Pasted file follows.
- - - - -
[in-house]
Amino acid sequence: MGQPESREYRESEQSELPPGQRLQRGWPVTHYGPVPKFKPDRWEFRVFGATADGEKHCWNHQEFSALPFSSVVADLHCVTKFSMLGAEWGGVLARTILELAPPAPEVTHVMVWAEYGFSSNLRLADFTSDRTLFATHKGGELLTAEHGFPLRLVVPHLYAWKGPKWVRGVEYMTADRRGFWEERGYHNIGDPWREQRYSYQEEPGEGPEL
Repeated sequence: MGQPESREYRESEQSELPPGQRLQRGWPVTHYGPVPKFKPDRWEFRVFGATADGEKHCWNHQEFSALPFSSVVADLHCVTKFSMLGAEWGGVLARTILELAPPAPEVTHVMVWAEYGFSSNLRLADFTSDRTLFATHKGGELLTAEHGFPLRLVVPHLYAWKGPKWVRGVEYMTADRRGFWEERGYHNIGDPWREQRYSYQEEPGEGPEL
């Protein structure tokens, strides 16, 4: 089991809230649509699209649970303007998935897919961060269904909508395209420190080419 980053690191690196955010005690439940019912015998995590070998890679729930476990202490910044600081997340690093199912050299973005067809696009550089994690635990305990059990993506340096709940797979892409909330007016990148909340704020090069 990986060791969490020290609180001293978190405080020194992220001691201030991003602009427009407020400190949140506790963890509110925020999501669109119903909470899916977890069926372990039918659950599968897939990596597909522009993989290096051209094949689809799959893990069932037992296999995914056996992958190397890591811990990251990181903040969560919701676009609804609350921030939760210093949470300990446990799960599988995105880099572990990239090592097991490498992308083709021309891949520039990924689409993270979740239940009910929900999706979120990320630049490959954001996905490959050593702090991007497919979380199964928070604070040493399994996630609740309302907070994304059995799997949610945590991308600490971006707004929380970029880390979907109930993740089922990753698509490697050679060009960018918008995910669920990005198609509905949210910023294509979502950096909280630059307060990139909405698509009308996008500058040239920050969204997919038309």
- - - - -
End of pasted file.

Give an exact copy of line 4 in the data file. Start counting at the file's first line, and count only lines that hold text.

């Protein structure tokens, strides 16, 4: 089991809230649509699209649970303007998935897919961060269904909508395209420190080419 980053690191690196955010005690439940019912015998995590070998890679729930476990202490910044600081997340690093199912050299973005067809696009550089994690635990305990059990993506340096709940797979892409909330007016990148909340704020090069 990986060791969490020290609180001293978190405080020194992220001691201030991003602009427009407020400190949140506790963890509110925020999501669109119903909470899916977890069926372990039918659950599968897939990596597909522009993989290096051209094949689809799959893990069932037992296999995914056996992958190397890591811990990251990181903040969560919701676009609804609350921030939760210093949470300990446990799960599988995105880099572990990239090592097991490498992308083709021309891949520039990924689409993270979740239940009910929900999706979120990320630049490959954001996905490959050593702090991007497919979380199964928070604070040493399994996630609740309302907070994304059995799997949610945590991308600490971006707004929380970029880390979907109930993740089922990753698509490697050679060009960018918008995910669920990005198609509905949210910023294509979502950096909280630059307060990139909405698509009308996008500058040239920050969204997919038309």